How British conquered Bengal and the consequences of the same

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Title: Understanding the British Conquest of Bengal: Perspectives for UPSC Aspirants

The British conquest of Bengal is a pivotal chapter in the annals of Indian history and, in a broader context, global history too. Its repercussions have continued to shape the socio-cultural, economic and political tapestry of South Asia until today. For Union Public Service Commission (UPSC) aspirants, who dream of serving in the prestigious Indian Administrative Service, grasping this historical event, its context, and consequences is an imperative part of their preparation.

1. British Arrival and Initial Presence: In the late 17th century, the British East India Company started establishing trading posts across different parts of the Indian subcontinent. The Bengal Sultanate, which was then under the rule of Nawab Siraj Ud Daulah, was commercially prosperous, making it a lucrative target for foreign powers, including the British.

2. The Battle of Plassey: The pivotal point that marked the British domination in Bengal was the Battle of Plassey in 1757. The Nawab’s forces and the British East India Company, led by Robert Clive, faced off in this historic confrontation. The British, owing to their superior strategy and the conspiracy within the Nawab’s camp, emerged victorious, leading to the deposition of Siraj Ud Daulah.

3. Mir Jafar’s Role: Mir Jafar, a high-ranking official in the Nawab’s court, played a critical role in the British victory by turning on Siraj Ud Daulah during the Battle of Plassey. Promised to be made the Nawab by the British, Mir Jafar’s betrayal effectively opened the door for British domination in Bengal.

4. The Treaty of Allahabad: The Treaty of Allahabad in 1765 was a significant event in the aftermath of the British victory. The British East India Company secured the Dewani of Bengal, Bihar, and Odisha, essentially offering them the right to collect revenue, giving them substantive control over these regions.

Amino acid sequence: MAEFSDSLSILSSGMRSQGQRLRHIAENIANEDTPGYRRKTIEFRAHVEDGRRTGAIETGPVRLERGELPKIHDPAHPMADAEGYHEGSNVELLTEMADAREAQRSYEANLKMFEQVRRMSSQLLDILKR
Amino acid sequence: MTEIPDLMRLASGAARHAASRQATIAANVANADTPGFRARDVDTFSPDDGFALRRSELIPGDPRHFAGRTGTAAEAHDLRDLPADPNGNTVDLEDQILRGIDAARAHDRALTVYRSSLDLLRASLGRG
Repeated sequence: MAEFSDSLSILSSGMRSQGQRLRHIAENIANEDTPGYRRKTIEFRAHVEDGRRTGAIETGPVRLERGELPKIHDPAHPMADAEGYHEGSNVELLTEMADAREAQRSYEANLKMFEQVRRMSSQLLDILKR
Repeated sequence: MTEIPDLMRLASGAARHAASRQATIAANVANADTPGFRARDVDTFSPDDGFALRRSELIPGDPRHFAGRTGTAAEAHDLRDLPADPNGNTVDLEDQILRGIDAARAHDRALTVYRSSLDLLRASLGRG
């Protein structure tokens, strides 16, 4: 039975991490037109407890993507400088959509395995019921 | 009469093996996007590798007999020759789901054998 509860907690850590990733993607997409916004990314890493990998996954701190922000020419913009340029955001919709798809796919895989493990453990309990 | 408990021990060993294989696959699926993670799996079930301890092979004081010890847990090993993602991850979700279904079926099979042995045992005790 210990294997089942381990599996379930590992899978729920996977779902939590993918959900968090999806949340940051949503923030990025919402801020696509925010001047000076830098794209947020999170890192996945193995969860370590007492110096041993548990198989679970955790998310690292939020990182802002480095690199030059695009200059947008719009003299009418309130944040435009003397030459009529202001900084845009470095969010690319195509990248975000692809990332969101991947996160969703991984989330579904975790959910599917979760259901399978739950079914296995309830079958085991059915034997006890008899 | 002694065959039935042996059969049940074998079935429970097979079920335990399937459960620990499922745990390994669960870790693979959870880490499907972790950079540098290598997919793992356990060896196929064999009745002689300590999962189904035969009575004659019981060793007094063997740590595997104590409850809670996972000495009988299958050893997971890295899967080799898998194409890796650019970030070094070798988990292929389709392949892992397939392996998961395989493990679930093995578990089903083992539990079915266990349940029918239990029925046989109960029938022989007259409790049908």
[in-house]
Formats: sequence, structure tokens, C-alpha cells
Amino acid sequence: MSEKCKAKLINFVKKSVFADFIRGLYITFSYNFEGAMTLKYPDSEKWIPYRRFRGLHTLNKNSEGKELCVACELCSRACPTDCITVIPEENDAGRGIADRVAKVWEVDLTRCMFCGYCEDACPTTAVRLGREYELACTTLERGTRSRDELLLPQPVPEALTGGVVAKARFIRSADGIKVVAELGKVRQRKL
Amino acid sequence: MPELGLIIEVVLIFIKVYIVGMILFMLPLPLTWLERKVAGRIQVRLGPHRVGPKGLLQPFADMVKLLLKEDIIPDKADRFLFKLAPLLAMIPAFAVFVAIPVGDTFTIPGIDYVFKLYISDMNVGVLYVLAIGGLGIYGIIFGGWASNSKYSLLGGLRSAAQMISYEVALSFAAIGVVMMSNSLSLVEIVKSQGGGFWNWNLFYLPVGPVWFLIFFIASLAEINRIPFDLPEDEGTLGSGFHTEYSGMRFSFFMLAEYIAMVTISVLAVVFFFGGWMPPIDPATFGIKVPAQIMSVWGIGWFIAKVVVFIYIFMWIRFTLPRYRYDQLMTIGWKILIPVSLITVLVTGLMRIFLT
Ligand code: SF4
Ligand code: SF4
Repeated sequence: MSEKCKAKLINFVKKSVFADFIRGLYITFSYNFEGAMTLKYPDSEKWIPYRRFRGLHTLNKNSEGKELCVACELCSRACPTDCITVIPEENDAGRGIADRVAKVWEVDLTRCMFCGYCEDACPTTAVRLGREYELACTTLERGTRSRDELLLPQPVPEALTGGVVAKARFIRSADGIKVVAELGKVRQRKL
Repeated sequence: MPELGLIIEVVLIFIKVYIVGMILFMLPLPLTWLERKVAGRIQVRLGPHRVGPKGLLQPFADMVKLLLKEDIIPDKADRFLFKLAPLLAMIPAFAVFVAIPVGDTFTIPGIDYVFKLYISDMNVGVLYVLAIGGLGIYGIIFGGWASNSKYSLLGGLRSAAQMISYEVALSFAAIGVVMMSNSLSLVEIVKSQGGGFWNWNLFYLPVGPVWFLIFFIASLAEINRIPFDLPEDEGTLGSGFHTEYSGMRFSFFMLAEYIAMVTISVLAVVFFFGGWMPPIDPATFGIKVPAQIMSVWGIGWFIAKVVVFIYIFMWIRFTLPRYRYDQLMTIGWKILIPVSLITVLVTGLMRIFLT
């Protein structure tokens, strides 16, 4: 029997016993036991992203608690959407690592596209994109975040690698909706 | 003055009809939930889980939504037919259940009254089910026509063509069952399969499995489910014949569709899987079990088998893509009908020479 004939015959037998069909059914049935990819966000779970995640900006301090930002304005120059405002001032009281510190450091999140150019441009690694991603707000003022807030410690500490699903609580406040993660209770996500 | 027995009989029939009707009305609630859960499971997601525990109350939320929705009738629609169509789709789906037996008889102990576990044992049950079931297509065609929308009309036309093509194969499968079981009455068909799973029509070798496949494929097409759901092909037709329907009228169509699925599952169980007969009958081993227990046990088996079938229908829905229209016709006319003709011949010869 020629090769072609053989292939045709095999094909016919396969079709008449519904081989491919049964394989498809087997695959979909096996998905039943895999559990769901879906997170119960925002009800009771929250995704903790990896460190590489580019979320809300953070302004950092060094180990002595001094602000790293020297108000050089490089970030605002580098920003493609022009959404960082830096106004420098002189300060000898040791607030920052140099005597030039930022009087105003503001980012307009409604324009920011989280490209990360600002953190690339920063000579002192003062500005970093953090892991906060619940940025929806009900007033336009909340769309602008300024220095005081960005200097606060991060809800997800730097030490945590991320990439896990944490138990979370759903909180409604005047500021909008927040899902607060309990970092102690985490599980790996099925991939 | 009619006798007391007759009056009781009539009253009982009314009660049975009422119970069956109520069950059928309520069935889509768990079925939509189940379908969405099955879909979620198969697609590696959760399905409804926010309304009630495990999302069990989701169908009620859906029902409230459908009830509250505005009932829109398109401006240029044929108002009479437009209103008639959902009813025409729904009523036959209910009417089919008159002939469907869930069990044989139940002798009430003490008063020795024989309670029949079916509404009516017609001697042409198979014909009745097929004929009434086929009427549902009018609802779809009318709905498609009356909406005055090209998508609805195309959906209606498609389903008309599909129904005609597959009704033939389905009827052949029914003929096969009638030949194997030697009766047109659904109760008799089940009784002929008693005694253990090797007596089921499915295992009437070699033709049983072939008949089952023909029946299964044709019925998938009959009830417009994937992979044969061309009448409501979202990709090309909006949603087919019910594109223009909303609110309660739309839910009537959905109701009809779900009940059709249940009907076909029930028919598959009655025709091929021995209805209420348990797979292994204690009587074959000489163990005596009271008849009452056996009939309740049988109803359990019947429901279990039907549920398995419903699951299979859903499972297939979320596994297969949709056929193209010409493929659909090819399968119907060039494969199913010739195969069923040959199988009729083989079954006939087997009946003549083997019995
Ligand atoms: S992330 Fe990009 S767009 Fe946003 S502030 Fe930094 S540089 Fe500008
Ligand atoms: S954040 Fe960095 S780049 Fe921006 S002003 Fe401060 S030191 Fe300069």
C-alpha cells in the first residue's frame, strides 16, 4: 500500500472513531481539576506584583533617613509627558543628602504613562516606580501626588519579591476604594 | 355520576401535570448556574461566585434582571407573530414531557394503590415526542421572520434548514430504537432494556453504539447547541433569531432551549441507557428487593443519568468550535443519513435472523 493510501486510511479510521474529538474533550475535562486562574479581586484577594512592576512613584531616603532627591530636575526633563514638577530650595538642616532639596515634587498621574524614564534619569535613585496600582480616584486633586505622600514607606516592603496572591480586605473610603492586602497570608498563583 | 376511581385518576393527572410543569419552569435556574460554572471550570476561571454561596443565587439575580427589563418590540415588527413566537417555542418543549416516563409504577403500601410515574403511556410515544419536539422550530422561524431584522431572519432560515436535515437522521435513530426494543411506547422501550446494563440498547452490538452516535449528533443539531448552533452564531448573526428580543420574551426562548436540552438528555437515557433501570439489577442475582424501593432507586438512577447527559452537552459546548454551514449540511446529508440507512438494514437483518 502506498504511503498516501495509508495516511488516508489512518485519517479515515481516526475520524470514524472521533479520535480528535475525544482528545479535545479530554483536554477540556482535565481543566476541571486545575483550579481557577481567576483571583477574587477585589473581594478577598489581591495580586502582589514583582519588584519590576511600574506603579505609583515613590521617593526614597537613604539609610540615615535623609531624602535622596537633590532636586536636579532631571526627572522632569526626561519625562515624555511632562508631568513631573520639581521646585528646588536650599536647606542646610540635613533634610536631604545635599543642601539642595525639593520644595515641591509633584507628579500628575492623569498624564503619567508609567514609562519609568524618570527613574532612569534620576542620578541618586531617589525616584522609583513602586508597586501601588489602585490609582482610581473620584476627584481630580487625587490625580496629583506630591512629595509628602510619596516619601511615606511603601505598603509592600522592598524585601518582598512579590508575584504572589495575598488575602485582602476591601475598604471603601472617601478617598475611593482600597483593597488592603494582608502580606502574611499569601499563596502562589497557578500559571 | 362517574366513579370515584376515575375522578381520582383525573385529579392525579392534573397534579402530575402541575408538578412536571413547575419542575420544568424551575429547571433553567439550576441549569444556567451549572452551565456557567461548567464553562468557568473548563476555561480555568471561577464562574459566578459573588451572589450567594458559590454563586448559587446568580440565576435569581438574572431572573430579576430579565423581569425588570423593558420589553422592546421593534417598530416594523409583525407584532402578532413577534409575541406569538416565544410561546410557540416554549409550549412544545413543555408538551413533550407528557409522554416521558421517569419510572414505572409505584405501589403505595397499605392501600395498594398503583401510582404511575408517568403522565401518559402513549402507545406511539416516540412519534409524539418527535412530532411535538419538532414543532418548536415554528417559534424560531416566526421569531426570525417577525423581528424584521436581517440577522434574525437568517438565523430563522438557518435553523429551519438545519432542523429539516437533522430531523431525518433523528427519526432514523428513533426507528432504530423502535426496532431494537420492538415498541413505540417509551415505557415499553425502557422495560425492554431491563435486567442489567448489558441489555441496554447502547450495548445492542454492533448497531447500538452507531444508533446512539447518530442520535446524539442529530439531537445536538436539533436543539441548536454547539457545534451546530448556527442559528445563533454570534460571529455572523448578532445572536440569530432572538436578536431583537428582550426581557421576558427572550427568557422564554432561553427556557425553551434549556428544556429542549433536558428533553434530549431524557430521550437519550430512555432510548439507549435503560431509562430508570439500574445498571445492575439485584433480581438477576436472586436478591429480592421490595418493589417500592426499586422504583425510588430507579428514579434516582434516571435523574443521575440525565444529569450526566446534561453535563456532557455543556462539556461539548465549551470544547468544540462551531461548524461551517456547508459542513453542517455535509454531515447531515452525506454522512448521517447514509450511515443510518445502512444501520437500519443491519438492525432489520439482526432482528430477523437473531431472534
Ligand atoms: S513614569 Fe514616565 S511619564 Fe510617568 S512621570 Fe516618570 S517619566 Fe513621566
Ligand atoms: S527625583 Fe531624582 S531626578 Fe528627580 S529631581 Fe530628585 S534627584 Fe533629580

5. Consequences of British Rule: The consequences of the British conquest were both immediate and long-lasting.

– Economic Exploitation: The Company used its Dewani rights extensively to exploit the economic wealth of Bengal, initiating a systemic process of draining resources.

– Introduction of Zamindari System: The Permanent Settlement of 1793 introduced the Zamindari System, which not only changed the rural socio-economic structure of Bengal but also led to intense poverty among the peasantry.

– Political Transformations: Bengal, under British rule, underwent massive political transformations. Bengal was used as a stepping stone to further expand the British Empire across the subcontinent.

– Famine and Poverty: Economic exploitation led to increased poverty levels, eventually culminating in numerous famines, the most devastating being the Great Bengal Famine in 1770.

– Cultural Impact: Conversely, British rule laid the foundation for modern education, literature, and Western thought influx, leading to the Bengal Renaissance with figures like Raja Ram Mohan Roy emerging.

Understanding the British Conquest of Bengal instills a deep comprehension of how colonial powers function, revealing insights into the methods they used and the consequences suffered by the colonised regions. This historical knowledge sets a strong foundation for UPSC aspirants to have informed perspectives on India’s socio-political scenario, past and present.

Prince Luthra (UPSC CSE AIR 577)

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